Through guided online research, this workshop will help participants to identify hidden and subtle online advertising. By doing this they will become familiar with a wide variety of advertising.
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With this workshop, participants will learn to recognise a wide variety of kinds of advertising on websites, social media etc.
Facilitation tips: You can find out more on the ideas elaborated in this workshop through the information document ‘Personal data‘
Indentifying ads on a search engine
Ask participants to define advertising in the context of journalism. Allow a few minutes for reflection before presenting the following definitions: Advertising aims to attract a target’s attention – the consumer – to encourage them to buy a product or to adopt a certain behaviour. Journalism has the goal of assembling, verifying, reporting and annotating facts. These definitions being clarified, the workshop can begin. Ask participants to search on four different search engines:
Using the following search terms:
- Iphone X
- Holiday in Tahiti
- Trainer shoes
Looking out for the following ad-relevant information:
- Advertiser name
- Type of advertisement
It can be sometimes difficult to spot ads on search engines. They often have the same form as other links and may also differentiate themselves from other results with a tag reading ‘ad’ or ‘sponsored ad’. Example : If the group members searched on their own computers or smartphones the ads will vary. It is not always easy to demonstrate this on search engines since, from one search to another, ads can be displayed differently.
Identifying targeted advertising
In groups of three, ask participants go to a media website, preferably the same for all, for example https://www.theguardian.com/international. Each group should attempt to find three prominent ads displayed on the page. They should write the following information for each:
- Name of advertiser
- Type of ad
Ask each group to say which ads they were able to observe. This experience will show that each group received targeted ads depending on the smartphones on which the search took place.
Editorial and native advertising
In order to counter the rejection of advertising by internet users (for example by using ad-blocking software, tools expanded on in the activity ‘Economy of the Media), advertisers have since 2012 developed the concept of native advertising. This practice consists of producing ads by adopting journalistic codes, e.g. in the form of an article or video. If not enough attention is paid, a lot can be done to disguise the ad as a legitimate journalistic article. Display on the projector the following article from a subsidiary of Vice Media: https://hostedby.vice.com/hosts/artwork/south-london Ask the group what the relationship is between South London culture and Airbnb.
Answer: none. This article is a good example of editorial advertising: it adopts journalistic and editorial codes in order to increase the visibility of a brand. Do the same exercise with the following three articles on the subjects of Lifestyle, Interior Design and DIY:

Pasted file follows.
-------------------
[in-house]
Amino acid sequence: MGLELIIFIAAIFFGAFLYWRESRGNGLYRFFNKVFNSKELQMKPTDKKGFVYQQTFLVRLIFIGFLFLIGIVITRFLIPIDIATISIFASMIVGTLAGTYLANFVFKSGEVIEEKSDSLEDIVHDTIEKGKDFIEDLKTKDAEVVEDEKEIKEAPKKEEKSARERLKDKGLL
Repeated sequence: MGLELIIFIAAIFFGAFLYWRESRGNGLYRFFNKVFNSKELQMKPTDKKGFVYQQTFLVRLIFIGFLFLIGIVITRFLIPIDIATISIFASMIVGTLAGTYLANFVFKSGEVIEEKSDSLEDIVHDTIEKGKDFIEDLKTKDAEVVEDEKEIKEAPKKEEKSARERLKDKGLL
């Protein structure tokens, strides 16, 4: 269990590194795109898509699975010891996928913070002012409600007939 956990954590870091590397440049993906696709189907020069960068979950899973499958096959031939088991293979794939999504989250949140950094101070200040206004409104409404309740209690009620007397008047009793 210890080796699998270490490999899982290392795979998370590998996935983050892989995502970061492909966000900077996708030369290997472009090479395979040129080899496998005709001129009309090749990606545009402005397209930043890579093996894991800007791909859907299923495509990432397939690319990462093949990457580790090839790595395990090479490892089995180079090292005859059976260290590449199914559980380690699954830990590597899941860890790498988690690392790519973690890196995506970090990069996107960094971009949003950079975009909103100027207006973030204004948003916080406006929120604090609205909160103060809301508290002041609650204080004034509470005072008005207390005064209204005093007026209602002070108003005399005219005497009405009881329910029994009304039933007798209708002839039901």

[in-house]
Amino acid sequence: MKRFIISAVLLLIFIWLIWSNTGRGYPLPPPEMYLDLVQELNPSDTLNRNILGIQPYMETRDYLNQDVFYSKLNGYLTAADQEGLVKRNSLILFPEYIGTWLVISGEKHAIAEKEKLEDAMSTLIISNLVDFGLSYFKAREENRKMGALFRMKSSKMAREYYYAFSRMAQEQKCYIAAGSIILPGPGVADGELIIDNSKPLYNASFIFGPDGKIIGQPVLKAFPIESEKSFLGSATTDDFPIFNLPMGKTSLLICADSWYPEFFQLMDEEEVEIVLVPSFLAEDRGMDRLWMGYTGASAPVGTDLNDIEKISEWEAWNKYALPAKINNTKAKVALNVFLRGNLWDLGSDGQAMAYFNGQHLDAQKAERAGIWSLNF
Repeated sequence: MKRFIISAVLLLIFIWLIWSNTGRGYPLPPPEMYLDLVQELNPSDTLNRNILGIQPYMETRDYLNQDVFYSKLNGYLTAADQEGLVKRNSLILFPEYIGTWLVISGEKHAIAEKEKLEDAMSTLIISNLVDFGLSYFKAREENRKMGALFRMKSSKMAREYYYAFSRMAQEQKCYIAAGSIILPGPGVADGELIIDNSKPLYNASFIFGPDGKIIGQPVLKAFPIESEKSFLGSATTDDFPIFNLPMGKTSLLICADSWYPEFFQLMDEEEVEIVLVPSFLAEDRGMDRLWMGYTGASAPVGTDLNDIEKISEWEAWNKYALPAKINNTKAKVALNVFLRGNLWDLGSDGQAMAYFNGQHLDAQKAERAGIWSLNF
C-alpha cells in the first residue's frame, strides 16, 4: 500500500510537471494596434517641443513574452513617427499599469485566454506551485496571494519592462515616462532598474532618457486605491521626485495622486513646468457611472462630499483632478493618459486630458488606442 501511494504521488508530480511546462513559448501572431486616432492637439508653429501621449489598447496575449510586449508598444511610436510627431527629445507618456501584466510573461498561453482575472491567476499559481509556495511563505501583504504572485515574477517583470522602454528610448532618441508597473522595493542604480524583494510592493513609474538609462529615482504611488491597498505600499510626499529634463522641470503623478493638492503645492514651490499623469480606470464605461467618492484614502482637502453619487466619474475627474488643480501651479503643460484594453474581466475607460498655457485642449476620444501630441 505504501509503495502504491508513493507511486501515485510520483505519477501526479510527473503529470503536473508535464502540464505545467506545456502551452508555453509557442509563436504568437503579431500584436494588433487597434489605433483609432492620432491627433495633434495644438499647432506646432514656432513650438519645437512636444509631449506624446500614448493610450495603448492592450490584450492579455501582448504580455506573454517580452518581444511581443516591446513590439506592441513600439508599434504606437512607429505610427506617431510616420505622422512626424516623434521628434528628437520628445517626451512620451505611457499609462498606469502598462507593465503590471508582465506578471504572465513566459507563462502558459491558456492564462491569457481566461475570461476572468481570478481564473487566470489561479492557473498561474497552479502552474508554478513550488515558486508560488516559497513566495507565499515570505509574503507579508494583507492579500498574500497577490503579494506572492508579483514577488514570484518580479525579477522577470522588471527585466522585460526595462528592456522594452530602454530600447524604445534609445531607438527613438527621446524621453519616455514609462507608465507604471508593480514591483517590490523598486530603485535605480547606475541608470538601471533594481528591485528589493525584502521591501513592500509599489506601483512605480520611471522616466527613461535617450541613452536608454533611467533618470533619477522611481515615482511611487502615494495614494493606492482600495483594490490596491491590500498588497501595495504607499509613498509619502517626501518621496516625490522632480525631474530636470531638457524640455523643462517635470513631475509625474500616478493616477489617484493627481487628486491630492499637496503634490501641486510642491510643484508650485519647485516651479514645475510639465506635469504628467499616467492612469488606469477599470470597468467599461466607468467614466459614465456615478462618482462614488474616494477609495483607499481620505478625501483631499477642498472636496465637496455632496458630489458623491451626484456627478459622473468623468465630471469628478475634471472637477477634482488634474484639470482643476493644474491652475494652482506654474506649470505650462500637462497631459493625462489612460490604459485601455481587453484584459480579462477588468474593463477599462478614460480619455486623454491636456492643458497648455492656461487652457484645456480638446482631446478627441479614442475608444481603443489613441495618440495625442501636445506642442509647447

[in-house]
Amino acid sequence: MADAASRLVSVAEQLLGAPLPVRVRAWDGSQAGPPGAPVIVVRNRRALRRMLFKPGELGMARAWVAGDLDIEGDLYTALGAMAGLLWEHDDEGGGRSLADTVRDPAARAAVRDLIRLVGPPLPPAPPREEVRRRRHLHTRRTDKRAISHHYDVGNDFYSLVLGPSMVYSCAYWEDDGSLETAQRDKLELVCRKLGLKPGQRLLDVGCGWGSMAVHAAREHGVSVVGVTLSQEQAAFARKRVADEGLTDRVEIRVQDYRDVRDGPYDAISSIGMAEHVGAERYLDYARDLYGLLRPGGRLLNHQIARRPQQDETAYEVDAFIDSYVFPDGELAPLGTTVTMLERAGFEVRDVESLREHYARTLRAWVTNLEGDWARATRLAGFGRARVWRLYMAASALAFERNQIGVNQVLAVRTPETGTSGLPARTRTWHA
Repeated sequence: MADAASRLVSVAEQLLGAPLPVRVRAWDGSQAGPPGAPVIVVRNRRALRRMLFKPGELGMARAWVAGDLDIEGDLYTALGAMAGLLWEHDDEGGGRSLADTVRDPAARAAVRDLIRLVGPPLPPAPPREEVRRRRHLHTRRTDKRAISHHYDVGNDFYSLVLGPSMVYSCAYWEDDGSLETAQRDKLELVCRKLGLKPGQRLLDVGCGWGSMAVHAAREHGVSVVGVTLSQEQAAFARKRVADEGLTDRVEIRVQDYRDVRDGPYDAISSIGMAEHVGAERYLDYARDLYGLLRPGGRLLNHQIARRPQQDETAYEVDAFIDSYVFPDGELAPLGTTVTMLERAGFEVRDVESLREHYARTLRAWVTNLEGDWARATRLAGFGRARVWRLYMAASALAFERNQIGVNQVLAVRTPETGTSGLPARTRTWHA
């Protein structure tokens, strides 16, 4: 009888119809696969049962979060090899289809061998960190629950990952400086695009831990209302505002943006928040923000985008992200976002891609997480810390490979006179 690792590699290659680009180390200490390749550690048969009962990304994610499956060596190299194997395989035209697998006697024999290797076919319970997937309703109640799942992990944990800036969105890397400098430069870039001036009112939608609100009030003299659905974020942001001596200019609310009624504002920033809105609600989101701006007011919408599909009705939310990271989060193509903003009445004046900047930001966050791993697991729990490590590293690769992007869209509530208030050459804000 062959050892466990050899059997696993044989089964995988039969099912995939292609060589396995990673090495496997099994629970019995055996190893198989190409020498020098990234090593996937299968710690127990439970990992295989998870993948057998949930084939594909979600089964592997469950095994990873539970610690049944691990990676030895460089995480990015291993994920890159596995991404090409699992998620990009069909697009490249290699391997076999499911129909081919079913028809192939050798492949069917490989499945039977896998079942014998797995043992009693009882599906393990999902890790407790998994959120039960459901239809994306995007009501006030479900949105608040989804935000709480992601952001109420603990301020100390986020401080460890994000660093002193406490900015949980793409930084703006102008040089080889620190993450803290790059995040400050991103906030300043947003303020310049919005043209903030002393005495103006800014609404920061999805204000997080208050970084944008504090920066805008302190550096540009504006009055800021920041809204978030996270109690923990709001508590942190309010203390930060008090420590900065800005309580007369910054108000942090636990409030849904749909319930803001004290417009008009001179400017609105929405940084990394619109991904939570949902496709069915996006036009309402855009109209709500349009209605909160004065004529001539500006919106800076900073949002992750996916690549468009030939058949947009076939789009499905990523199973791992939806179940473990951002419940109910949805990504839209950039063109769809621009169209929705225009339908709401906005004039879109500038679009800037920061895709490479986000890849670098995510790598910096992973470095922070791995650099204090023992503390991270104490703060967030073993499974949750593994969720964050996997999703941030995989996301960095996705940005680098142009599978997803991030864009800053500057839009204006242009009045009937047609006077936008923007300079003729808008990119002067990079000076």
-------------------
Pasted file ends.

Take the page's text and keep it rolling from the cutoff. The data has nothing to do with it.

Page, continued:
Ask the group what the relevant point is in common is between these three articles. If they don’t see it, ask them to look for strange or out of place elements that don’t appear entirely relevant to the article.
Answer: Each of these articles, to varying degrees of subtlety, is sponsored by The Home Depot.
Now ask participants to check Forbes Magazine’s Brandvoice campaign ‘The Great Rewrite’. Show the home page and ask who sponsors this campaign which is designed to explore, from an ostensibly objective viewpoint, ‘profound trends that are rewriting the way we work and live’.
Answer: It’s sponsored by KPMG, a major accounting, finance and consulting company.
Identifying promotional videos on Youtube
Youtube publishes the most native advertisement examples of any website. Countless Youtubers are paid by brands to include advertising in their videos. Despite clear rules to signal advertising content, it often remains difficult to spot hidden ads on Youtube. The absence of clear signalling means that it is often ambiguous whether a video contains product placement or has been sponsored directly by a brand.
Exemple 1: Makeup Tutorial
Show the following video: HALLOWEEN ’90s SUPERMODEL MAKEUP TUTORIAL FT. EMILY DIDONATO + ERIN PARSONS | MAYBELLINE NEW YORK and ask the group what gives away the fact that it is an advertisement.
Answer: We know that the video is an advertisement due to the number of makeup products that appear. However the content is deceptive as nothing in the video formally indicates it is in fact an advertisement. Note:
- The brandname listed at the end of the video
- The name of the Youtube channel (maybellinenewyork)
- The video description, clicking on ‘show more’
Example 2: Unbox Therapy
Sometimes ads are not hidden but can be subtle. See for example, the YouTube channel Unbox Therapy, which purports to provide objective product reviews in the domain of technology. In this video, viewed over 3.5m times, the host reviews an Apple Watch product. The video is sponsored by BandWerk which produces ‘luxurious leather straps’ for Apple watches. Show the video cited above and ask the participants how they can tell that the video is sponsored. No mention of advertisement is mentioned until 8:06 when the sponsorship message begins. If you want you can show the first minute or so of the video and then skip to the end for the sponsorship. Note that the description also includes the note ‘Sponsored by BandWerk’. Mention that the fact that this company is involved closely with Apple Watch may conflict with the idea that the host is providing a totally objective review of the product. What appears to be a simple sponsorship deal may in this case lead to deeper implications in the subtleties of YouTube advertising.